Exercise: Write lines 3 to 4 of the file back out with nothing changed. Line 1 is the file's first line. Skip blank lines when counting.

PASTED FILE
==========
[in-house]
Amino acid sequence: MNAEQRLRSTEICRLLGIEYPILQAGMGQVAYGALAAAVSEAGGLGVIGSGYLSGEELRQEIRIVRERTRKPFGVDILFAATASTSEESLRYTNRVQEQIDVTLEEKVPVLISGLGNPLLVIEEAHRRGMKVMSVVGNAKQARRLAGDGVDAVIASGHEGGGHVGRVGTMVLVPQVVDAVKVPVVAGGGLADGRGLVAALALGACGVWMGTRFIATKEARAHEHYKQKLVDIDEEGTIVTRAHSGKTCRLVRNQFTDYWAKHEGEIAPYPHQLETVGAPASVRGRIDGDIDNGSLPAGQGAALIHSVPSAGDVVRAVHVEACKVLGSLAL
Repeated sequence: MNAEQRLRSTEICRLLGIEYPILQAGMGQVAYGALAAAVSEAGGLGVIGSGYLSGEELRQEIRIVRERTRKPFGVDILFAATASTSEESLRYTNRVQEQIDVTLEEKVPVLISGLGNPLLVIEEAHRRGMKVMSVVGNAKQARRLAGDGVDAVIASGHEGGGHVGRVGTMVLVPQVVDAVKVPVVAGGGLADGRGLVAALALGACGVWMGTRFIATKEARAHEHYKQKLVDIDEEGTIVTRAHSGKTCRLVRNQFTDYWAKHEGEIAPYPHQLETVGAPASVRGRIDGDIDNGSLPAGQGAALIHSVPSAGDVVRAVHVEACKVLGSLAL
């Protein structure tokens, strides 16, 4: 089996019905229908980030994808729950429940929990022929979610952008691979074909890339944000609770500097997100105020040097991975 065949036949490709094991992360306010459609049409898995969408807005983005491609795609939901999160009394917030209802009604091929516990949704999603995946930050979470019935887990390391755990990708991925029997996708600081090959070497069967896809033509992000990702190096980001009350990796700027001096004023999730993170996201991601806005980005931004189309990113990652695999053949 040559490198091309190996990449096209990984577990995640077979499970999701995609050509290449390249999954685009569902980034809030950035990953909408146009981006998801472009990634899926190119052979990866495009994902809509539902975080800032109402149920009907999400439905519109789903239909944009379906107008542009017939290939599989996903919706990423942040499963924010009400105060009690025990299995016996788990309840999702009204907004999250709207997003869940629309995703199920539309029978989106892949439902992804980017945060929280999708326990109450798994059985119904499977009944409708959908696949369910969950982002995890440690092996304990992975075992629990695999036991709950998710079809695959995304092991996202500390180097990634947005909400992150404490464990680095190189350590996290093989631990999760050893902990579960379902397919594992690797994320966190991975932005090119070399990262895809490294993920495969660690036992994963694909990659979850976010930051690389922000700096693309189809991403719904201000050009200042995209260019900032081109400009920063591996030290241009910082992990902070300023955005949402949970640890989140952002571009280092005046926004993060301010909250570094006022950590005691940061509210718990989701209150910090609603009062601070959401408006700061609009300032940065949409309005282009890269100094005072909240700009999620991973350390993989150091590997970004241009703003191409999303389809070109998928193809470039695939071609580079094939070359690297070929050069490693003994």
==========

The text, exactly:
Repeated sequence: MNAEQRLRSTEICRLLGIEYPILQAGMGQVAYGALAAAVSEAGGLGVIGSGYLSGEELRQEIRIVRERTRKPFGVDILFAATASTSEESLRYTNRVQEQIDVTLEEKVPVLISGLGNPLLVIEEAHRRGMKVMSVVGNAKQARRLAGDGVDAVIASGHEGGGHVGRVGTMVLVPQVVDAVKVPVVAGGGLADGRGLVAALALGACGVWMGTRFIATKEARAHEHYKQKLVDIDEEGTIVTRAHSGKTCRLVRNQFTDYWAKHEGEIAPYPHQLETVGAPASVRGRIDGDIDNGSLPAGQGAALIHSVPSAGDVVRAVHVEACKVLGSLAL
């Protein structure tokens, strides 16, 4: 089996019905229908980030994808729950429940929990022929979610952008691979074909890339944000609770500097997100105020040097991975 065949036949490709094991992360306010459609049409898995969408807005983005491609795609939901999160009394917030209802009604091929516990949704999603995946930050979470019935887990390391755990990708991925029997996708600081090959070497069967896809033509992000990702190096980001009350990796700027001096004023999730993170996201991601806005980005931004189309990113990652695999053949 040559490198091309190996990449096209990984577990995640077979499970999701995609050509290449390249999954685009569902980034809030950035990953909408146009981006998801472009990634899926190119052979990866495009994902809509539902975080800032109402149920009907999400439905519109789903239909944009379906107008542009017939290939599989996903919706990423942040499963924010009400105060009690025990299995016996788990309840999702009204907004999250709207997003869940629309995703199920539309029978989106892949439902992804980017945060929280999708326990109450798994059985119904499977009944409708959908696949369910969950982002995890440690092996304990992975075992629990695999036991709950998710079809695959995304092991996202500390180097990634947005909400992150404490464990680095190189350590996290093989631990999760050893902990579960379902397919594992690797994320966190991975932005090119070399990262895809490294993920495969660690036992994963694909990659979850976010930051690389922000700096693309189809991403719904201000050009200042995209260019900032081109400009920063591996030290241009910082992990902070300023955005949402949970640890989140952002571009280092005046926004993060301010909250570094006022950590005691940061509210718990989701209150910090609603009062601070959401408006700061609009300032940065949409309005282009890269100094005072909240700009999620991973350390993989150091590997970004241009703003191409999303389809070109998928193809470039695939071609580079094939070359690297070929050069490693003994």